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North Korea rolls out missiles, other weaponry at parade

North Korea rolls out missiles, other weaponry at parade

Leader Kim Jung-un oversaw the parade which was celebrating the 105th birthday of state founder Kim Il Sung, his grandfather.

State television showed Kim, wearing a black suit and white shirt, clapping in delight along with senior government officials to acknowledge the thousands of soldiers and civilians taking part in the parade at Kim Il Sung Square in the capital, Pyongyang.

However, North Korea on Saturday warned that it is "prepared" to respond to any nuclear attack in kind, AFP reported. US satellite imagery suggests the country could conduct another underground nuclear test at any time.

North Korea had warned the United States on Saturday to end its " military hysteria" or face retaliation as a USA aircraft carrier group steamed towards the region and the reclusive state marked the 105th birth anniversary of its founding father.

The US has warned that a policy of "strategic patience" with North Korea is over.

And on the same day, a top North Korean official offered a warning to the USA, accusing President Trump of "creating a war situation".

Displaying more than one of the missiles indicates North Korea is progressing with its plan to base a missile on a submarine, which are hard to detect, said Joshua Pollack, editor of the Washington-based Nonproliferation Review.

Military specialists keep a close eye on Pyongyang's military parades for clues about developments in the North's capabilities.

The North's Korean People's Army (KPA) added its voice to the bellicose rhetoric on Friday with a statement threatening strikes against U.S. military bases and other targets in South Korea.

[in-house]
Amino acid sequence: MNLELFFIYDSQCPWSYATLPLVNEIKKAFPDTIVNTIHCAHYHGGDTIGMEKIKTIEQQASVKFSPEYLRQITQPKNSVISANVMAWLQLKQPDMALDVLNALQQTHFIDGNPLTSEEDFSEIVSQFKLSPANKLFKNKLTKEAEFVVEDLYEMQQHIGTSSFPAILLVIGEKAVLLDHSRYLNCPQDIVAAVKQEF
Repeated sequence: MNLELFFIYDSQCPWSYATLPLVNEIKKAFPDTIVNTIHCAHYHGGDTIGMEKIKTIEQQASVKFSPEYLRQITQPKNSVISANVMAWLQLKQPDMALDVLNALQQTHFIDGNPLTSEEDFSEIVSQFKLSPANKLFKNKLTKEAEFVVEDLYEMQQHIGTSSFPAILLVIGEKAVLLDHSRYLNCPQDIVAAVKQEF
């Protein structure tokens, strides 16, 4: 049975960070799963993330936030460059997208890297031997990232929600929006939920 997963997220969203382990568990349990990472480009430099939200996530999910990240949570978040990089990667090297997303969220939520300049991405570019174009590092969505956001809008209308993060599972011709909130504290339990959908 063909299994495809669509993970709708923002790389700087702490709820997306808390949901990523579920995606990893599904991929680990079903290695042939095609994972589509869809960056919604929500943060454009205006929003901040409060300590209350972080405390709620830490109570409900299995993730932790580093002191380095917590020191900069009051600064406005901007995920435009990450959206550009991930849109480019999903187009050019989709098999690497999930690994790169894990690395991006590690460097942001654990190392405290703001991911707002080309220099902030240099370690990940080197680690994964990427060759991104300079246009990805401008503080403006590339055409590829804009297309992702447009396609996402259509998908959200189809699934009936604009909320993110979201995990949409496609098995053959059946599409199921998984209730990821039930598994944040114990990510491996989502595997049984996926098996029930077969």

North Korea's state-run Korean Central News Agency (KCNA) has yet to mention anything about an ICBM at the parade. South Korea's Ministry of Unification, which handles inter-Korea relations, said Kim Won-hong might have completed his term at the prison camp and been reinstated, though he was absent during a parliamentary meeting in Pyongyang on Tuesday. It was the first time North Korea had shown the missiles, which have a range of over 1,000 km (600 miles), at a military parade.

But it's very unlikely that North Korea has that technology at this stage.

The portraits of late leaders Kim Il Sung and Kim Jong Il are seen lit at dawn at Kim Il Sung Square on Saturday, April 15, 2017, in Pyongyang, North Korea.

Halfway through the two-and-a-half hour military parade that took place in Pyongyang on Saturday, North Korea showed off its next-generation military hardware.

There's also anger in Pyongyang over the annual spring military exercises that the US holds with South Korea.

Kim emphasizes nuclear weapons as the foundation of his national defense strategy. Under his watch, North Korea has aggressively pursued a goal of putting a nuclear warhead on an ICBM capable of reaching the continental United States.

It has carried out five nuclear tests - two of them previous year - and multiple missile launches, one of which saw three rockets come down in waters provocatively close to Japan last month.

Trump's military muscle-flexing was on display again Thursday when the USA on dropped the biggest non-nuclear bomb it possesses on Afghanistan, targeting a complex used by the Islamic State group.

Despite that, military experts believe that North Korea learnt from those setbacks and might even be able to develop a nuclear-tipped, intercontinental ballistic missile that can reach the United States within the coming four years, during Trump's presidency. At the other end of the spectrum, they looked at the notion of accepting North Korea as a nuclear state.